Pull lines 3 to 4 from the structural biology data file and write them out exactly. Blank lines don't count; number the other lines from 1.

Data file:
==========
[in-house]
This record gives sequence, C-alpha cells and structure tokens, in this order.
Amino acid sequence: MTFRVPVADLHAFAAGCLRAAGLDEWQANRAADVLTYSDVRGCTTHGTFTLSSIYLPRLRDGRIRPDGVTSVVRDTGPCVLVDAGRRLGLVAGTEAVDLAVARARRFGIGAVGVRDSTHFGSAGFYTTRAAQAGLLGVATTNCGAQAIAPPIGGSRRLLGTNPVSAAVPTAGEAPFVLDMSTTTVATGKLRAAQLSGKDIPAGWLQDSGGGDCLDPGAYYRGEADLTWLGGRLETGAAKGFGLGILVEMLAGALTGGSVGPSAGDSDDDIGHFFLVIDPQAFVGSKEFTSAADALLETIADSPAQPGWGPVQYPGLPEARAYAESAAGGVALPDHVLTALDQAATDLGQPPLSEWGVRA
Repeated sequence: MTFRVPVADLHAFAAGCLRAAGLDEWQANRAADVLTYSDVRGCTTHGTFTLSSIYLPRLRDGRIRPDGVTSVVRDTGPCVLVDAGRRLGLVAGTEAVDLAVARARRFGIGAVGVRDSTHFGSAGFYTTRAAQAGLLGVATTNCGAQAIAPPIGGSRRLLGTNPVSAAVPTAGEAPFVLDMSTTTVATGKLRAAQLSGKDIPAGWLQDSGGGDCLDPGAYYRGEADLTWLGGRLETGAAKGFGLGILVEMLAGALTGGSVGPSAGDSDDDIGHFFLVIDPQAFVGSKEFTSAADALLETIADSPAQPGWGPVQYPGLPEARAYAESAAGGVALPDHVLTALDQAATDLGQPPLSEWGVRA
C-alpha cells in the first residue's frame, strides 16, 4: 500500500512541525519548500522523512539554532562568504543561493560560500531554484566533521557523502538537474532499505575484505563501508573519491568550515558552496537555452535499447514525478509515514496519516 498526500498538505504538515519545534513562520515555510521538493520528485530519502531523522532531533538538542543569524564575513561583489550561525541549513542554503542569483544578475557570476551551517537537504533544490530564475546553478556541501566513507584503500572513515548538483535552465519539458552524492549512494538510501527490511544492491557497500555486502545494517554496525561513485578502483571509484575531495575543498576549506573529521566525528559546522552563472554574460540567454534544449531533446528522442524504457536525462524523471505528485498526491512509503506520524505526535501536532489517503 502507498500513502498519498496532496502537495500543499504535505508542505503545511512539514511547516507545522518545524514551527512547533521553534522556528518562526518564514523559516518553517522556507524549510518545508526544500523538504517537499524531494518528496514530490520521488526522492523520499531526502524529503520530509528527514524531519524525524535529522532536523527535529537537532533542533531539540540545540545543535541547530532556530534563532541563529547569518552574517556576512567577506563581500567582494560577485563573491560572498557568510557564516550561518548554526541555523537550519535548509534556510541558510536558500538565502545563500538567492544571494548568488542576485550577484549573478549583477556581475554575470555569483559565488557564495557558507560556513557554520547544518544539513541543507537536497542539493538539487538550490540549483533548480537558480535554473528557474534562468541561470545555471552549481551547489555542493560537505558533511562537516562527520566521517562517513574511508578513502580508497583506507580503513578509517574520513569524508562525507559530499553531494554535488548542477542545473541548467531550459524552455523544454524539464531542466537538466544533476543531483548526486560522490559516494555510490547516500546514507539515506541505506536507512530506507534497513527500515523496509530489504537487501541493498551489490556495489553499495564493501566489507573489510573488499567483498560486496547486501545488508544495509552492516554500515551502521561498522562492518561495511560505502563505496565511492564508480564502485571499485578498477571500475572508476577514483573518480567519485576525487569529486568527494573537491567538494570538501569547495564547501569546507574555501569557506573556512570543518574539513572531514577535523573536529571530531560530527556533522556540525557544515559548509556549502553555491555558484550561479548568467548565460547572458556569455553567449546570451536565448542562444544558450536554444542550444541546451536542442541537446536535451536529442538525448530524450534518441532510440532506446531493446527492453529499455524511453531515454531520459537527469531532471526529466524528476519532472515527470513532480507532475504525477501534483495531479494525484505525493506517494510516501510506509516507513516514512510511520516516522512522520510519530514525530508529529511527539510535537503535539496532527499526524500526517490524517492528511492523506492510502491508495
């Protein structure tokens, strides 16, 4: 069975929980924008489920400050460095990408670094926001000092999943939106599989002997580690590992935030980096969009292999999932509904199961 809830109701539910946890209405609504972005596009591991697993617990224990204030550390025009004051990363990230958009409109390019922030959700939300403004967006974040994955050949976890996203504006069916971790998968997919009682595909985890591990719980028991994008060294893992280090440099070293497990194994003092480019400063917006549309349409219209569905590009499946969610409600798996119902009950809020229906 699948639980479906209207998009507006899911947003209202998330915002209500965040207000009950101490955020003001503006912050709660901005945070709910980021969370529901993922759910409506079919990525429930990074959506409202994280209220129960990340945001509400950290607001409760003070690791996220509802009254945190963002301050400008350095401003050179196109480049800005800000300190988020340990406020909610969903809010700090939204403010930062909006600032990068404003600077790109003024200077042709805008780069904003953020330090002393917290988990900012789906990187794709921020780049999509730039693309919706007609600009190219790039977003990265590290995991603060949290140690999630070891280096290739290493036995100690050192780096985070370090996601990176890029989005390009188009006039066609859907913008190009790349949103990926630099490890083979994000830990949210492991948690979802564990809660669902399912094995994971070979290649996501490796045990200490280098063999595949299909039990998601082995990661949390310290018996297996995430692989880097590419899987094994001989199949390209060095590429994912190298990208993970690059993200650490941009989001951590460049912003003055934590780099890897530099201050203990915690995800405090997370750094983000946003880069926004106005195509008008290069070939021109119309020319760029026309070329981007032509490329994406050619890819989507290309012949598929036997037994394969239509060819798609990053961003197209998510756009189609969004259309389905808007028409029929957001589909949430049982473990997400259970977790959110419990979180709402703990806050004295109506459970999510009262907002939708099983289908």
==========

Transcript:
Amino acid sequence: MTFRVPVADLHAFAAGCLRAAGLDEWQANRAADVLTYSDVRGCTTHGTFTLSSIYLPRLRDGRIRPDGVTSVVRDTGPCVLVDAGRRLGLVAGTEAVDLAVARARRFGIGAVGVRDSTHFGSAGFYTTRAAQAGLLGVATTNCGAQAIAPPIGGSRRLLGTNPVSAAVPTAGEAPFVLDMSTTTVATGKLRAAQLSGKDIPAGWLQDSGGGDCLDPGAYYRGEADLTWLGGRLETGAAKGFGLGILVEMLAGALTGGSVGPSAGDSDDDIGHFFLVIDPQAFVGSKEFTSAADALLETIADSPAQPGWGPVQYPGLPEARAYAESAAGGVALPDHVLTALDQAATDLGQPPLSEWGVRA
Repeated sequence: MTFRVPVADLHAFAAGCLRAAGLDEWQANRAADVLTYSDVRGCTTHGTFTLSSIYLPRLRDGRIRPDGVTSVVRDTGPCVLVDAGRRLGLVAGTEAVDLAVARARRFGIGAVGVRDSTHFGSAGFYTTRAAQAGLLGVATTNCGAQAIAPPIGGSRRLLGTNPVSAAVPTAGEAPFVLDMSTTTVATGKLRAAQLSGKDIPAGWLQDSGGGDCLDPGAYYRGEADLTWLGGRLETGAAKGFGLGILVEMLAGALTGGSVGPSAGDSDDDIGHFFLVIDPQAFVGSKEFTSAADALLETIADSPAQPGWGPVQYPGLPEARAYAESAAGGVALPDHVLTALDQAATDLGQPPLSEWGVRA